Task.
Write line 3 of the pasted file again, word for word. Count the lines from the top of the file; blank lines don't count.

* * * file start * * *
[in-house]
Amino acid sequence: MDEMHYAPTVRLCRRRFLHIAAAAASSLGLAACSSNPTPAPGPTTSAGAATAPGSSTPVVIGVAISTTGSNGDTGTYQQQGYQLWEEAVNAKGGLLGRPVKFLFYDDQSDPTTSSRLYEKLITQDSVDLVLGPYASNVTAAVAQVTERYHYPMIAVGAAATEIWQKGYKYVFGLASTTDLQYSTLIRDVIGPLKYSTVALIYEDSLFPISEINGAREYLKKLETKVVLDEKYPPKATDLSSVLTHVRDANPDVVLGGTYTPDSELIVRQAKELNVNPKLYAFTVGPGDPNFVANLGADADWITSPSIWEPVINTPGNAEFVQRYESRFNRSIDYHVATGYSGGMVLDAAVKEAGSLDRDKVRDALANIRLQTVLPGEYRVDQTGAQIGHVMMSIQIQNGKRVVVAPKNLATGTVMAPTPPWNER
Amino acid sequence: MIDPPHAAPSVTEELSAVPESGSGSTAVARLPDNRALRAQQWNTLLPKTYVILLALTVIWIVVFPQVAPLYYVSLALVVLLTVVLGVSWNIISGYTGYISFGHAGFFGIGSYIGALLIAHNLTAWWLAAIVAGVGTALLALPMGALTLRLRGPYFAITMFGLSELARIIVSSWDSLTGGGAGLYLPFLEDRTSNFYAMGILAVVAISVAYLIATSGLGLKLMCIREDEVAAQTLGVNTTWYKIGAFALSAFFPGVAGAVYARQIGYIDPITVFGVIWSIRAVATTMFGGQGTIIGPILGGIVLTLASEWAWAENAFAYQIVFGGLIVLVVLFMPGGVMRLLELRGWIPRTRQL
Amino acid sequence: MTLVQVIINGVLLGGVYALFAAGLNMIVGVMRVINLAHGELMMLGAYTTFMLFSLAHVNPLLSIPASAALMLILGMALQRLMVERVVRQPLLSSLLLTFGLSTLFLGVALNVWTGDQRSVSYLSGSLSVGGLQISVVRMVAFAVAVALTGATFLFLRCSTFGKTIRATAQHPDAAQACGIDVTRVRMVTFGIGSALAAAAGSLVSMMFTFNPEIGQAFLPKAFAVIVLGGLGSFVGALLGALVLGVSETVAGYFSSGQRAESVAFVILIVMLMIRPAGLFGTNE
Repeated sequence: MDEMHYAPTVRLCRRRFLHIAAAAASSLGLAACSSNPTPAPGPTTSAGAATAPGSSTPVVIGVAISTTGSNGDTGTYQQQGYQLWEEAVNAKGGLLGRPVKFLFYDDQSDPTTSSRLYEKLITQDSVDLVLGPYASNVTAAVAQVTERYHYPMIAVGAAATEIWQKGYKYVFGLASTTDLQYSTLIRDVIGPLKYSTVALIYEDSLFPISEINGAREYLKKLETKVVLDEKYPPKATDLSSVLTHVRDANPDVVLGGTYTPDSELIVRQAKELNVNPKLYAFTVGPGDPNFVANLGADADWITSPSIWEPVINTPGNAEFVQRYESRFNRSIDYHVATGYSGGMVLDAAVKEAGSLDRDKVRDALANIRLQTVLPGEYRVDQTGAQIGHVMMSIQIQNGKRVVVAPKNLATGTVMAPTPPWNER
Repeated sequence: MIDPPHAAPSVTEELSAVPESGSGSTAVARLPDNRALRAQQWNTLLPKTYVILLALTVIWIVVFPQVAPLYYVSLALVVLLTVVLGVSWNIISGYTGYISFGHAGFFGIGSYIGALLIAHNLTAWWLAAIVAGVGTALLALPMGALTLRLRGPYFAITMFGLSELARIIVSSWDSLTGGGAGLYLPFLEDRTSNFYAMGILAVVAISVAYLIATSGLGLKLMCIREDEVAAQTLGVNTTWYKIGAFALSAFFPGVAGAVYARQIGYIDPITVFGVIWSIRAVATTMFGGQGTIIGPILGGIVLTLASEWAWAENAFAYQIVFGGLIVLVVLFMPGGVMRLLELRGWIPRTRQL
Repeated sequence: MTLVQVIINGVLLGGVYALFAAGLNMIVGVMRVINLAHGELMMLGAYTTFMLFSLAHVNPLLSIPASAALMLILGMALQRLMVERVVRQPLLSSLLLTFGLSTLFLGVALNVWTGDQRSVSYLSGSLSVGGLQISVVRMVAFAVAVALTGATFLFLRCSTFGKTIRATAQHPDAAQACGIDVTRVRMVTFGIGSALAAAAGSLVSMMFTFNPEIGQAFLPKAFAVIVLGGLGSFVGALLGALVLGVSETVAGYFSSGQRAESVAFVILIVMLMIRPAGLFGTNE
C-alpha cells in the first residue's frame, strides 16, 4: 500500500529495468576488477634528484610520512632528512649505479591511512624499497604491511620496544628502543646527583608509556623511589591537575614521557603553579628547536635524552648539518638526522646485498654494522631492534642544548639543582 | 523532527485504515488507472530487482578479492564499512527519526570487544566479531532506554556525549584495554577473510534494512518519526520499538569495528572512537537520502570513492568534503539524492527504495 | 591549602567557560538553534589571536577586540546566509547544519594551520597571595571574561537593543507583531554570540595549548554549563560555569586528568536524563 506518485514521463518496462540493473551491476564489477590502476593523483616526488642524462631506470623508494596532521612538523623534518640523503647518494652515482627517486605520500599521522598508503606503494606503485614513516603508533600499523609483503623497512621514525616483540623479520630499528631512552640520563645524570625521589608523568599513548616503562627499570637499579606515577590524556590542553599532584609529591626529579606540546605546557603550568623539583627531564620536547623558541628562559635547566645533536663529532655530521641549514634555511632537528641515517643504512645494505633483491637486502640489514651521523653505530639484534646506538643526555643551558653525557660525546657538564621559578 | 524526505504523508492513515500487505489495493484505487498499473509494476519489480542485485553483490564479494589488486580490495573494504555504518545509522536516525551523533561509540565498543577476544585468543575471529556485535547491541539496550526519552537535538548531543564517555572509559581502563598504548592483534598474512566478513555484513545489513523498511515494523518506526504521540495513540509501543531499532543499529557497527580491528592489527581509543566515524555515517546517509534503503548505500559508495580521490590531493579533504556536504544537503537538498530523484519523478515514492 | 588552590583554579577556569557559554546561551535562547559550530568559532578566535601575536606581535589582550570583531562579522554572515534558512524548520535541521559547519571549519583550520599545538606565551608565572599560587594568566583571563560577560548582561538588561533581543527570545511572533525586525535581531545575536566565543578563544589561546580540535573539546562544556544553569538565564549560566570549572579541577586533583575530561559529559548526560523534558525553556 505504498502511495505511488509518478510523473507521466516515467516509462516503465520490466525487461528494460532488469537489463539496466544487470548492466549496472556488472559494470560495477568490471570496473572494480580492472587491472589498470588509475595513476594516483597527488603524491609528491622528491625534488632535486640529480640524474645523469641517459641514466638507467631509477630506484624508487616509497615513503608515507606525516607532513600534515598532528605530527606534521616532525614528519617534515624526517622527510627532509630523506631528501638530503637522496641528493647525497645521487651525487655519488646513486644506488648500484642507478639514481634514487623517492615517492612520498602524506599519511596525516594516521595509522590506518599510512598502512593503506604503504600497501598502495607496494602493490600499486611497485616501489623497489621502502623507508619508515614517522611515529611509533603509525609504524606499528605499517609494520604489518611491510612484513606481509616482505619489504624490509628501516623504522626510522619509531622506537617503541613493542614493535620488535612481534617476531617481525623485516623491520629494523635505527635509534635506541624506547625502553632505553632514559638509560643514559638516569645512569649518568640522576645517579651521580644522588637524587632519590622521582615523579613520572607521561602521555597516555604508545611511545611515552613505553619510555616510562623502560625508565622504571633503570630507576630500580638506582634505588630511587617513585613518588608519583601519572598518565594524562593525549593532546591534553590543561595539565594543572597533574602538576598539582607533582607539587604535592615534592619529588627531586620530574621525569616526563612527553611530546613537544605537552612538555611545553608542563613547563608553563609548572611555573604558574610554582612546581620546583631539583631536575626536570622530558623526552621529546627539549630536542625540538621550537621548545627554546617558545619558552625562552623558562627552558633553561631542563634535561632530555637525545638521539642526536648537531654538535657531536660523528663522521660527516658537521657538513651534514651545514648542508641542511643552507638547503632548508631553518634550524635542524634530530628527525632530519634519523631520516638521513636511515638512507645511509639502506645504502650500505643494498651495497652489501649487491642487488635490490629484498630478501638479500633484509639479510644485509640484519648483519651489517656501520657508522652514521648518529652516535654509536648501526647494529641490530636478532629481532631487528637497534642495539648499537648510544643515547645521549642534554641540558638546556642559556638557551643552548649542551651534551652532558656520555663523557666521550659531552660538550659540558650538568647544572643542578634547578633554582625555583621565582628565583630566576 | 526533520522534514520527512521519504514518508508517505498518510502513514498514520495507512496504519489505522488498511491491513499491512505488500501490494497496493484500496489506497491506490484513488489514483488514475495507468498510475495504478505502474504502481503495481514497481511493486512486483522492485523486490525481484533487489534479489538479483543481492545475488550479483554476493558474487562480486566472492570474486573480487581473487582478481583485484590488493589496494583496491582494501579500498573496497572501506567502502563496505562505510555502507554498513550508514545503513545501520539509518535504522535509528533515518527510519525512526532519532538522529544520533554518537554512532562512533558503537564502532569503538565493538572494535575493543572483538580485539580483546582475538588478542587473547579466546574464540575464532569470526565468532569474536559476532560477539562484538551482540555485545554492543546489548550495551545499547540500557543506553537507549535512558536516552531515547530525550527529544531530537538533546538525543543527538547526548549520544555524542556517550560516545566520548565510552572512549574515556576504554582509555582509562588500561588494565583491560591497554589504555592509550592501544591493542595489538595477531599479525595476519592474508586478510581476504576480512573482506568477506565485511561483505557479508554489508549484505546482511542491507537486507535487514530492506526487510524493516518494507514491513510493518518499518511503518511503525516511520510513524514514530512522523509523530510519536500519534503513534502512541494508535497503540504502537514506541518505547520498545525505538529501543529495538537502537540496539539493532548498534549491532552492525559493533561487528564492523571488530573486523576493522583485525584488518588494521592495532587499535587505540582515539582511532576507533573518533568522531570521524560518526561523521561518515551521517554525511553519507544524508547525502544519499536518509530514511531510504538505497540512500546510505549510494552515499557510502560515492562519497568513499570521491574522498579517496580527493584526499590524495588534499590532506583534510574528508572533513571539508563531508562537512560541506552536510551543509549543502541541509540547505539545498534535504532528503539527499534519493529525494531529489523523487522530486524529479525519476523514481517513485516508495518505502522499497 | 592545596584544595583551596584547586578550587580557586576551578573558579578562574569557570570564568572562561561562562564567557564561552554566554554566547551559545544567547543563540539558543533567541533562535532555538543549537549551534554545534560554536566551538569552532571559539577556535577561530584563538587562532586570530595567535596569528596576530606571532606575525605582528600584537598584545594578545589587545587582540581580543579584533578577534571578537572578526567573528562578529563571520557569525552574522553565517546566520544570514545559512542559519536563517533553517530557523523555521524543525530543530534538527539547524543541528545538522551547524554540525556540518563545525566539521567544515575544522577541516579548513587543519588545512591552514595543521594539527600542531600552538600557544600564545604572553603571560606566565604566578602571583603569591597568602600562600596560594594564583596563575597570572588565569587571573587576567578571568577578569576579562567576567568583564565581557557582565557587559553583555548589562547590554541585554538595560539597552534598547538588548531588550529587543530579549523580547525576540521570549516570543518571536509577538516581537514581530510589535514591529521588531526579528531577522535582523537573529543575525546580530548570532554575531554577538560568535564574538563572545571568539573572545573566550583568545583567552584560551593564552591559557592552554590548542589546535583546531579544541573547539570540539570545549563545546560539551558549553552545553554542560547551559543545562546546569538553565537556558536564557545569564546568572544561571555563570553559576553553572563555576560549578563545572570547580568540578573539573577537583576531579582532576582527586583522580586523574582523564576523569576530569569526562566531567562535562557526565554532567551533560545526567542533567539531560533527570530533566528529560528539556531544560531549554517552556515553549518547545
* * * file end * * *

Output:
Amino acid sequence: MIDPPHAAPSVTEELSAVPESGSGSTAVARLPDNRALRAQQWNTLLPKTYVILLALTVIWIVVFPQVAPLYYVSLALVVLLTVVLGVSWNIISGYTGYISFGHAGFFGIGSYIGALLIAHNLTAWWLAAIVAGVGTALLALPMGALTLRLRGPYFAITMFGLSELARIIVSSWDSLTGGGAGLYLPFLEDRTSNFYAMGILAVVAISVAYLIATSGLGLKLMCIREDEVAAQTLGVNTTWYKIGAFALSAFFPGVAGAVYARQIGYIDPITVFGVIWSIRAVATTMFGGQGTIIGPILGGIVLTLASEWAWAENAFAYQIVFGGLIVLVVLFMPGGVMRLLELRGWIPRTRQL